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In the software project I'm working on, we use certain 3rd party libraries which, sadly, produce annoying gcc warnings. We are striving to clean all code of warnings, and want to enable the treat-warnings-as-errors (-Werror) flag in GCC. Is there a way to make these 3rd party generated warnings, which we cannot fix, to disappear?

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marked as duplicate by Paul Roub, Tiny Giant, durron597, Abdulla, Yeldar Kurmangaliyev Sep 17 '15 at 7:36

This question has been asked before and already has an answer. If those answers do not fully address your question, please ask a new question.

What version of gcc? – Sam Miller Jul 22 '10 at 12:03
Greg - thanks, will do. Sam - g++ 4.1.2 – Michael Jul 23 '10 at 10:18
up vote 12 down vote accepted

I presume you are talking about the warnings coming from the 3rd party library headers.

The GCC specific solution would be to create another wrapper header file which has essentially the two lines:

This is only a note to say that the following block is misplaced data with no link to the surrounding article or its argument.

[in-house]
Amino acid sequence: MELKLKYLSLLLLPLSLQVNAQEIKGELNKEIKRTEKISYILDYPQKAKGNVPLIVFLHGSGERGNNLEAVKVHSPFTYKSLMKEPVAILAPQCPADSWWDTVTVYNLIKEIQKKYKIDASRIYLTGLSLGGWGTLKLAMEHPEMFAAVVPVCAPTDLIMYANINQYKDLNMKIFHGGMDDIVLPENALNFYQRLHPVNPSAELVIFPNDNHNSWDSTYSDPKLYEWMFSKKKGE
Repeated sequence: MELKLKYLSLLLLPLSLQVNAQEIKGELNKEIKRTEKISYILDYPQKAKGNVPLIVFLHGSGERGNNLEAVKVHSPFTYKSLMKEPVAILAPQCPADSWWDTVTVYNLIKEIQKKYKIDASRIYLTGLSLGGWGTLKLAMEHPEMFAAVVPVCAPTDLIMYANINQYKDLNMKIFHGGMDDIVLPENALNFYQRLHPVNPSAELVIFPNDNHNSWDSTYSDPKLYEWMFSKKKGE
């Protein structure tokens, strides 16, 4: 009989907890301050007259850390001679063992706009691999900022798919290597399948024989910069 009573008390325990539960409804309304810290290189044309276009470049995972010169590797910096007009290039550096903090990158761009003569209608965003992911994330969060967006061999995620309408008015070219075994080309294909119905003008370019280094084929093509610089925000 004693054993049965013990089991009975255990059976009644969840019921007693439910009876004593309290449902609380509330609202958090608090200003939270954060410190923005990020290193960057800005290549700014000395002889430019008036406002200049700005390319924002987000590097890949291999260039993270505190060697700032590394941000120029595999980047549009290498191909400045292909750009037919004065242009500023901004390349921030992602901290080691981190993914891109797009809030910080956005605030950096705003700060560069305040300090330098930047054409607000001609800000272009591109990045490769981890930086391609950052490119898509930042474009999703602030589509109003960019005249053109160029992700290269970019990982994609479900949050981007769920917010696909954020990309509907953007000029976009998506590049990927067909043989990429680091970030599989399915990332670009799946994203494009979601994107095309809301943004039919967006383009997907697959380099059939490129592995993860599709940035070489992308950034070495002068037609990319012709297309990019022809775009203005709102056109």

#pragma GCC system_header
#include "real_3rd_party_header.h"

And use the wrapper instead of the original 3rd party header.

Check another SO response detailing the pragma. It essentially tells GCC that this (with recursively included files) is a system header, and no warning messages should be generated.

Otherwise, I'm not aware how one can disable warnings coming from the 3rd party code. Except by the brute force of course: in the build system configure the files to be built with warnings off.

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Use -isystem Example:

gcc -I./src/ -isystem /usr/include/boost/ -c file.c -o obj/file.o

With -isystem NO warning about boost :D

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This is a much better solution than creating wrappers. – Benjamin Bannier Oct 11 '12 at 9:39

If you're using CMake, you can achieve this by adding SYSTEM to include_directories:

include_directories(SYSTEM "${LIB_DIR}/Include")
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I tested this under GCC and it works great, but it doesn't do anything under MSVC. Not unexpected because MSVC doesn't seem to have any way of specifying system header directories (i.e. GCC's -isystem), but something to keep in mind if you need MSVC support. – Kevin Jun 12 '15 at 16:24

Example 1: A third-party header file. A library header file that you cannot change could contain a construct that causes (probably benign) warnings. Then wrap the file with your own version that #includes the original header and selectively turns off the noisy warnings for that scope only, and then #include your wrapper throughout the rest of your project.

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